Since the start of the program, RGGI member states have seen a GHG reduction 16% deeper than that of non-RGGI states during the same period.1 The potential emission reductions for Maryland from the RGGI program in 2020 are estimated to be 3.60 MMtCO2e. According to EPA's most recent social cost of carbon calculations (updated July 2015), this translates to an avoided cost of approximately $176 million in that year.2, 3 Assuming persistence of the program, the avoided emissions, and therefore savings would continue to accumulate in subsequent years. The social cost of carbon metric is intended to encompass a variety of damages due to climate change, including human health costs; however, as the IPCC fifth assessment report notes, there are limits to economic assessments of climate change risks based on an incomplete accounting and a number of assumptions involved in these and most models.4 Therefore, while cost-benefit analyses of climate impacts are useful, they should not be employed as a stand-alone evaluation of mitigation efforts.
Maryland's current environment has evolved based on the conditions of a climate which had until recently been changing very slowly in the years since the last ice age. Relatively rapid changes can only be tolerated within a certain range, often referred to as the system's resiliency. Once this threshold is passed, the impacts are far more pervasive and likely irreversible. It is, therefore, crucial to take steps such as the RGGI program which reduce CO2 emissions and limit the extent of climate change, in addition to implementing adaptation strategies which increase our resiliency.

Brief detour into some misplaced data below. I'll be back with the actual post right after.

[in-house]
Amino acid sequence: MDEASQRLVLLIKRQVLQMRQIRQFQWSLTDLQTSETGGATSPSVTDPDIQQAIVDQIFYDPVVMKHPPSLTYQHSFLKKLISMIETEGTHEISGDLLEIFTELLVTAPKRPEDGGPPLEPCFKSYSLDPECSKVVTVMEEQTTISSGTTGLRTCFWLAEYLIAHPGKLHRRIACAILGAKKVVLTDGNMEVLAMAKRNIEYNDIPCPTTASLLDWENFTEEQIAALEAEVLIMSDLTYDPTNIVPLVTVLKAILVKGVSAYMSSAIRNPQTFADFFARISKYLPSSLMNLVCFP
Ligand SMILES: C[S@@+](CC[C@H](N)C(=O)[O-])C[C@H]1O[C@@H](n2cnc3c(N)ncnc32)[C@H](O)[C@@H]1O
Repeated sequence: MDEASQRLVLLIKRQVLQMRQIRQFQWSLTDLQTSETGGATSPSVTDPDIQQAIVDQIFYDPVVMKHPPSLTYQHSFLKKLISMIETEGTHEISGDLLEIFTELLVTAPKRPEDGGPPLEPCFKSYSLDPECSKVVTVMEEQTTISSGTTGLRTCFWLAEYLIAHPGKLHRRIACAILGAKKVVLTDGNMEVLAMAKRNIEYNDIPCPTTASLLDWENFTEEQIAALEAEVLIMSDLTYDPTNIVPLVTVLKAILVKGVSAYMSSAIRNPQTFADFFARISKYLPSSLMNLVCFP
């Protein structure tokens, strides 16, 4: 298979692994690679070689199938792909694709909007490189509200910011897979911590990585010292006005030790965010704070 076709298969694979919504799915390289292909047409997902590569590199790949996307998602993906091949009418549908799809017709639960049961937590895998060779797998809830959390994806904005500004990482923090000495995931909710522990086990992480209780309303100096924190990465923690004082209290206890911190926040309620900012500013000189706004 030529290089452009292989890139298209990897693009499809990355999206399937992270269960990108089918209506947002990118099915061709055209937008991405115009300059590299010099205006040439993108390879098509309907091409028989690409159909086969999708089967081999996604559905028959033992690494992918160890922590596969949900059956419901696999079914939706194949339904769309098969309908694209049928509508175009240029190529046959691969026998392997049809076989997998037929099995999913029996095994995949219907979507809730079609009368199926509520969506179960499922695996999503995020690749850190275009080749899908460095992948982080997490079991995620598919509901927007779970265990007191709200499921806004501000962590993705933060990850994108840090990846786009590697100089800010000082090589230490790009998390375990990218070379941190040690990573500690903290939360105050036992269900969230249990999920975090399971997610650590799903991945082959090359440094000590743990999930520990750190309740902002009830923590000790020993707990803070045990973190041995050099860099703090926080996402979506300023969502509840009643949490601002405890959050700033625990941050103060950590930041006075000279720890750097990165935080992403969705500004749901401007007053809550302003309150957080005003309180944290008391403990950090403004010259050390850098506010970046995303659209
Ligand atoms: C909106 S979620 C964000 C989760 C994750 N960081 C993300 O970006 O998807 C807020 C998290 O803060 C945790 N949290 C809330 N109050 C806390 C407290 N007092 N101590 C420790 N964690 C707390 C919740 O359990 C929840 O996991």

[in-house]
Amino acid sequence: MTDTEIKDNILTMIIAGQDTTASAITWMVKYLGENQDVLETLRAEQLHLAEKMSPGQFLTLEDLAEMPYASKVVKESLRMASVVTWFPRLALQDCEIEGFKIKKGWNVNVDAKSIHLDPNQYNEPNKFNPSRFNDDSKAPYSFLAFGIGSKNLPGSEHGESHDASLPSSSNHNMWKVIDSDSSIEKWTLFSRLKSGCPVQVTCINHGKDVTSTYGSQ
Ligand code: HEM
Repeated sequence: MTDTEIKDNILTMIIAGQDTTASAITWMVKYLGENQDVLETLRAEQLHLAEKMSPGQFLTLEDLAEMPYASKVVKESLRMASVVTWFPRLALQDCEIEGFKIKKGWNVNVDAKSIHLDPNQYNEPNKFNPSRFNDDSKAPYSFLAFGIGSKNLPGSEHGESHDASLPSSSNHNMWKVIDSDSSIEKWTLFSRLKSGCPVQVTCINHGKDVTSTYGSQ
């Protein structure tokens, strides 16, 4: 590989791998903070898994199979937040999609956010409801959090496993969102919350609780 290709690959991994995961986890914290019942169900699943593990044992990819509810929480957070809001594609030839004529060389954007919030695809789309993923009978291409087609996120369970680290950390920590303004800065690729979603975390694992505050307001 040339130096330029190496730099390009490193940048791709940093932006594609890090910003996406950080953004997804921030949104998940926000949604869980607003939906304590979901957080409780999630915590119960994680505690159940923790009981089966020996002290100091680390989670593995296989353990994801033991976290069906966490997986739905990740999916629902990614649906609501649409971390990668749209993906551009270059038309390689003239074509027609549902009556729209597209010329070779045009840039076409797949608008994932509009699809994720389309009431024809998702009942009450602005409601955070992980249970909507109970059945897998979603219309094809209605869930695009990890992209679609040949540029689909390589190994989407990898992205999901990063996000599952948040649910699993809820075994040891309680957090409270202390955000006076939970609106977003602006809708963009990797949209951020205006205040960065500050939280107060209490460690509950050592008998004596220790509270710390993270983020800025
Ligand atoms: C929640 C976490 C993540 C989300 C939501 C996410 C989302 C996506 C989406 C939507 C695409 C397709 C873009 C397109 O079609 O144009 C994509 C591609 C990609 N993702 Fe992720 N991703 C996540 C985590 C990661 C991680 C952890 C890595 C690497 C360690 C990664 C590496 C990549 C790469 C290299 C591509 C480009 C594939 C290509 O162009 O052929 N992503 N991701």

Some of the environmental benefits from reduced emissions will be measurable in the form of avoided damages and costs expected to permeate various sectors of Maryland's economy. Agriculture, fisheries, energy and certain types of tourism are all impacted by temperature and precipitation patterns, and therefore, are expected to be at high risk from climate change. Other damages to the environment, such as those at the ecosystem level or to the intrinsic value of nature, are inherently more difficult to quantify, though perhaps the most obvious and visible risks are those posed to the Chesapeake Bay. The Bay ecosystem is an invaluable and iconic part of Maryland and substantial time and effort has been dedicated to its protection and restoration. Some examples of risks to various sectors and segments of Maryland are highlighted below.
1800 Washington Boulevard, Baltimore, MD 21230